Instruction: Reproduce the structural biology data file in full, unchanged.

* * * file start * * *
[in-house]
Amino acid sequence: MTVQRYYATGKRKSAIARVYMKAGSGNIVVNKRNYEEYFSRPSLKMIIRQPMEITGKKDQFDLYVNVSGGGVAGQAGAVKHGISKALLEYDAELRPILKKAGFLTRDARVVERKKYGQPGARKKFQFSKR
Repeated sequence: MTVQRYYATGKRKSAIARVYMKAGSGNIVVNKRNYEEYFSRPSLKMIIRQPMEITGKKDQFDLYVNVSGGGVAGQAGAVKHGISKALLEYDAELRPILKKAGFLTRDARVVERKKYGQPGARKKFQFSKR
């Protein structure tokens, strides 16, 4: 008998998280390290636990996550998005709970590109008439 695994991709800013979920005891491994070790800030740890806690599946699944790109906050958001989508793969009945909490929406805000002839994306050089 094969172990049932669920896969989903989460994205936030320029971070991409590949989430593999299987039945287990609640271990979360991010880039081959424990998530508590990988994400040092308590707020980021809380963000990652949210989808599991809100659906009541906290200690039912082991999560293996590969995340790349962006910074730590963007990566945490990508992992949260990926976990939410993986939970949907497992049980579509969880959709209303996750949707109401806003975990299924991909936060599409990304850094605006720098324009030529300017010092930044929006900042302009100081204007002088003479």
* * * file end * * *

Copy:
[in-house]
Amino acid sequence: MTVQRYYATGKRKSAIARVYMKAGSGNIVVNKRNYEEYFSRPSLKMIIRQPMEITGKKDQFDLYVNVSGGGVAGQAGAVKHGISKALLEYDAELRPILKKAGFLTRDARVVERKKYGQPGARKKFQFSKR
Repeated sequence: MTVQRYYATGKRKSAIARVYMKAGSGNIVVNKRNYEEYFSRPSLKMIIRQPMEITGKKDQFDLYVNVSGGGVAGQAGAVKHGISKALLEYDAELRPILKKAGFLTRDARVVERKKYGQPGARKKFQFSKR
């Protein structure tokens, strides 16, 4: 008998998280390290636990996550998005709970590109008439 695994991709800013979920005891491994070790800030740890806690599946699944790109906050958001989508793969009945909490929406805000002839994306050089 094969172990049932669920896969989903989460994205936030320029971070991409590949989430593999299987039945287990609640271990979360991010880039081959424990998530508590990988994400040092308590707020980021809380963000990652949210989808599991809100659906009541906290200690039912082991999560293996590969995340790349962006910074730590963007990566945490990508992992949260990926976990939410993986939970949907497992049980579509969880959709209303996750949707109401806003975990299924991909936060599409990304850094605006720098324009030529300017010092930044929006900042302009100081204007002088003479």